These emotional disorders may be present in early MS

People with multiple sclerosis (MS) may find it more difficult to recognise emotions in other people, and experience more intense emotions than those without the condition, a new study has found.

It’s already known that some people with MS can experience emotional disorders – they may burst into tears of laughter for no reason, or be unable to recognise an emotion in someone else. It’s thought to be caused by brain damage from the condition, and can make someone more likely to experience depression.

Researchers at the University of Strasbourg and the French National Centre for Scientific Research studied 25 woman with MS who were on interferon beta treatment. There was an age and education-matched control group.

The study used the Florida Affect Battery (FAB) to test emotional recognition. The FAB has four subdivisions which test how people perceive sadness, happiness, fear, anger, and neutral emotions.

The Facial Affect Discrimination tests whether two different faces are expressing the same emotion, the Facial Affect Selection involves a person pointing out specific expressions, the Facial Affect Naming asks that the participant names the emotion seen in a picture, and the Facial Affect Matching requires a participant to match pictures of faces showing the same emotions.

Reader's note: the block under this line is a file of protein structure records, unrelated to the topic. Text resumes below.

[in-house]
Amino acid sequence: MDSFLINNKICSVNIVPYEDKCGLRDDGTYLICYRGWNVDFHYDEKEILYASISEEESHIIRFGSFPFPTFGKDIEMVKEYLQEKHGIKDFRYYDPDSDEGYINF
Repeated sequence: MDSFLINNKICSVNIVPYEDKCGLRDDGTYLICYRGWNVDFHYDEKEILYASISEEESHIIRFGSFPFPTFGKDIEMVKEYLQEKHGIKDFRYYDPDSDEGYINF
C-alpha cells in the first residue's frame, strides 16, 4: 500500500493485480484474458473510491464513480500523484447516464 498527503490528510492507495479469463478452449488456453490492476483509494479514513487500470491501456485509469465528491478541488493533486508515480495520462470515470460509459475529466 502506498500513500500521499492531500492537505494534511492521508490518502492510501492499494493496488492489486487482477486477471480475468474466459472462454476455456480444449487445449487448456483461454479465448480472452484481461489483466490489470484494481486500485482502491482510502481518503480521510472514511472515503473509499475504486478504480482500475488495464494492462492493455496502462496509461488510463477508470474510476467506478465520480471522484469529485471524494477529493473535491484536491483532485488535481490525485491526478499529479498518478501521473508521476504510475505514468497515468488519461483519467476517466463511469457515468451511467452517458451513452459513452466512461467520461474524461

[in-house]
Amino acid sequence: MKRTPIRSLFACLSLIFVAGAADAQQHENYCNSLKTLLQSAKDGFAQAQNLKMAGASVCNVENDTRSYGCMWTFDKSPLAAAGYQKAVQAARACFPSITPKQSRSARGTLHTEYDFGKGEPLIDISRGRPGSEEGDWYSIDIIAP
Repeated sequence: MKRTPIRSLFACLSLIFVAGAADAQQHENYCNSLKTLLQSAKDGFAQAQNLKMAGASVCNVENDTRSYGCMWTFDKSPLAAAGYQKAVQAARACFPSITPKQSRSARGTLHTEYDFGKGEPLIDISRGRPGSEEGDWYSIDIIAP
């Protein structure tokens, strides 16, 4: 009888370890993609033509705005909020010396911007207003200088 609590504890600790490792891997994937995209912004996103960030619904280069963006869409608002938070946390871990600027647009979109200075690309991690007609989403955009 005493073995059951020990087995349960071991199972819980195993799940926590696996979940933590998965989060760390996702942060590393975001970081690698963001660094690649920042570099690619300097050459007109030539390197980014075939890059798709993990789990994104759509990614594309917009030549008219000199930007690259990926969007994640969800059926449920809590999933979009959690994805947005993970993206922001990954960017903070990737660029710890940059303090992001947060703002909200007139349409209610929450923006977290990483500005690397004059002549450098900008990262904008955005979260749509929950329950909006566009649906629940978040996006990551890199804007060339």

The groups scored similarly on the non-emotion part of FAB, but the group with MS performed significantly worse than the control group, in particular the selection and matching tests. There was no significant difference between the groups for the naming and discrimination subtests.

MS patients interpreted fear as anger more often, and had greater difficulty telling the difference between neutral expressions and anger and sadness and anger.

The next test used the International Affective Picture System to measure emotions when participants viewed pictures which were designed to elicit emotional responses.

The researchers said the results showed MS patients experienced the emotions more intensely than the controls, because they rated the positive images more positively and the negative ones more negatively.

They wrote that MS patients tend to have more difficulty identifying emotions in others and their emotions are more exacerbated.

The researchers suggested that as the group were in the early stages of the condition, and had little cognitive or motor issues, emotional disorders could be “a central symptom of this pathology, present from the first stages of the disease.”